Practice: The authors stated that bevacizumab should be discontinued in patients who had symptoms of possible bowel obstruction or who had a history of colitis or diverticulitis.
Research: The authors stated that further research was needed into bevacizumab and febrile neutropenia, using time-dependent analyses to investigate the impact of longer patient follow-up on the incidence of febrile neutropenia.
Cortes J, Calvo V, Ramirez-Merino N, O'Shaughnessy J, Brufsky A, Robert N, Vidal M, Munoz E, Perez J, Dawood S, Saura C, Di Cosimo S, Gonzalez-Martin A, Bellet M, Silva OE, Miles D, Llombart A, Baselga J. Adverse events risk associated with bevacizumab addition to breast cancer chemotherapy: a meta-analysis. Annals of Oncology 2012; 23(5): 1130-1137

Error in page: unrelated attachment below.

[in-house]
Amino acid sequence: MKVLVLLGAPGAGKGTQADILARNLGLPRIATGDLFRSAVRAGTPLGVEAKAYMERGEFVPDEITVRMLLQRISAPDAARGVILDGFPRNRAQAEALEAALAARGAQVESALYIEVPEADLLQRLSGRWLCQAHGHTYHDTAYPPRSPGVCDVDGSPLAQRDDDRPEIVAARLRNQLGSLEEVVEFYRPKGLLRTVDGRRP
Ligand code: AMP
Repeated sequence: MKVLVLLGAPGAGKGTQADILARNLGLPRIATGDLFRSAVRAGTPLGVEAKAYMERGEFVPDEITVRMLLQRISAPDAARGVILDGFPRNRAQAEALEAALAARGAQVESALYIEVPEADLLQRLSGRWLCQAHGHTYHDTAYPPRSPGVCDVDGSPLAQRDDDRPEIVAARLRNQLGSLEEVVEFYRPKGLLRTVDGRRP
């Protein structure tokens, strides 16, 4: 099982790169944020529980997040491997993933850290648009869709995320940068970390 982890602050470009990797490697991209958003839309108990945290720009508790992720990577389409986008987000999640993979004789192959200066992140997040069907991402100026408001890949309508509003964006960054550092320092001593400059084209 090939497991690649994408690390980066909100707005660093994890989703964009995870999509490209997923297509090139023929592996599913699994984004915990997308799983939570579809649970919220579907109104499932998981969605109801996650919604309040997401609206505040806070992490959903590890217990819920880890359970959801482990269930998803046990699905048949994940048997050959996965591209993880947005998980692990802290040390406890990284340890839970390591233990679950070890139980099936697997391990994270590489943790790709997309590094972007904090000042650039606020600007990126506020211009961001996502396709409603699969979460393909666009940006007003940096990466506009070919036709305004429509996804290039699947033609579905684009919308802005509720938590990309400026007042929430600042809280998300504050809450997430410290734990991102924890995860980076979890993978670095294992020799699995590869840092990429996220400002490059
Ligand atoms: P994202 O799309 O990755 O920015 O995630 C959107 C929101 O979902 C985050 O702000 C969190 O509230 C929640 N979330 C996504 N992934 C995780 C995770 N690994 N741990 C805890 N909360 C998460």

Subject indexing assigned by NLM
Algorithms; Antibodies, Monoclonal, Humanized /administration & Antineoplastic Combined Chemotherapy Protocols /adverse effects /therapeutic use; Bevacizumab; Breast Neoplasms /drug therapy /epidemiology; Carcinoma /drug therapy /epidemiology; Clinical Trials, Phase III as Topic /statistics & Drug-Related Side Effects and Adverse Reactions /epidemiology /etiology; Female; Humans; Risk Factors; dosage /adverse effects; numerical data
Date bibliographic record published
Date abstract record published
This is a critical abstract of a systematic review that meets the criteria for inclusion on DARE. Each critical abstract contains a brief summary of the review methods, results and conclusions followed by a detailed critical assessment on the reliability of the review and the conclusions drawn.